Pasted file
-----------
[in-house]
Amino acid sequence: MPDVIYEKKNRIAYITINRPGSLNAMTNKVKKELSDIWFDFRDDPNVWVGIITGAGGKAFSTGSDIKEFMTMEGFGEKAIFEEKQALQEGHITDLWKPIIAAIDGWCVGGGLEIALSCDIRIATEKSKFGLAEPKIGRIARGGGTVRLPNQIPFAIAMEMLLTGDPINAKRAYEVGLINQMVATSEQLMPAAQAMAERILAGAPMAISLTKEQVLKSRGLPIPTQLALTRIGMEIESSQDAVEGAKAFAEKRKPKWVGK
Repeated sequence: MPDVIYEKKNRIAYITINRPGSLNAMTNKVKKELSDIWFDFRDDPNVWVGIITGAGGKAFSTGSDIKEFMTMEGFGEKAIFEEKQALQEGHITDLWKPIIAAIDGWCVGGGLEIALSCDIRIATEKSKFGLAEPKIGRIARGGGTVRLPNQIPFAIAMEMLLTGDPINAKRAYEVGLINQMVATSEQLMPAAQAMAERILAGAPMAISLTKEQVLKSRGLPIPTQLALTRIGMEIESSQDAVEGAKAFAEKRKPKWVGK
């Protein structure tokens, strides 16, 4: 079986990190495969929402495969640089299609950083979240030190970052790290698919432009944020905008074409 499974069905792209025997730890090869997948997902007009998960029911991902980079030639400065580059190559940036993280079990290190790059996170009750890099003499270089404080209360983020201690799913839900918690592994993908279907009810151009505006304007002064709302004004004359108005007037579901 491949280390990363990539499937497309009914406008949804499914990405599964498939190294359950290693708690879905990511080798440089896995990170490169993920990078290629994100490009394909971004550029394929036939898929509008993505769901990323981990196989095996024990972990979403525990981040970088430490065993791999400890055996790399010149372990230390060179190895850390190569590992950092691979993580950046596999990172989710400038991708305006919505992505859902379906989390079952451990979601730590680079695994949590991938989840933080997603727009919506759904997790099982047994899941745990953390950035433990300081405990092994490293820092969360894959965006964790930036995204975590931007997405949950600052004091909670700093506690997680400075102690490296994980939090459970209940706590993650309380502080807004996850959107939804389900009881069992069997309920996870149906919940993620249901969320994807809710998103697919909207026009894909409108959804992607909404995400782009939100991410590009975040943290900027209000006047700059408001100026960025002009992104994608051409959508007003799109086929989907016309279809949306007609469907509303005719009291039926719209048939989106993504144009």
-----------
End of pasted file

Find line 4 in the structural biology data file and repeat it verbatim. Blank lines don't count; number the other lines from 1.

């Protein structure tokens, strides 16, 4: 079986990190495969929402495969640089299609950083979240030190970052790290698919432009944020905008074409 499974069905792209025997730890090869997948997902007009998960029911991902980079030639400065580059190559940036993280079990290190790059996170009750890099003499270089404080209360983020201690799913839900918690592994993908279907009810151009505006304007002064709302004004004359108005007037579901 491949280390990363990539499937497309009914406008949804499914990405599964498939190294359950290693708690879905990511080798440089896995990170490169993920990078290629994100490009394909971004550029394929036939898929509008993505769901990323981990196989095996024990972990979403525990981040970088430490065993791999400890055996790399010149372990230390060179190895850390190569590992950092691979993580950046596999990172989710400038991708305006919505992505859902379906989390079952451990979601730590680079695994949590991938989840933080997603727009919506759904997790099982047994899941745990953390950035433990300081405990092994490293820092969360894959965006964790930036995204975590931007997405949950600052004091909670700093506690997680400075102690490296994980939090459970209940706590993650309380502080807004996850959107939804389900009881069992069997309920996870149906919940993620249901969320994807809710998103697919909207026009894909409108959804992607909404995400782009939100991410590009975040943290900027209000006047700059408001100026960025002009992104994608051409959508007003799109086929989907016309279809949306007609469907509303005719009291039926719209048939989106993504144009």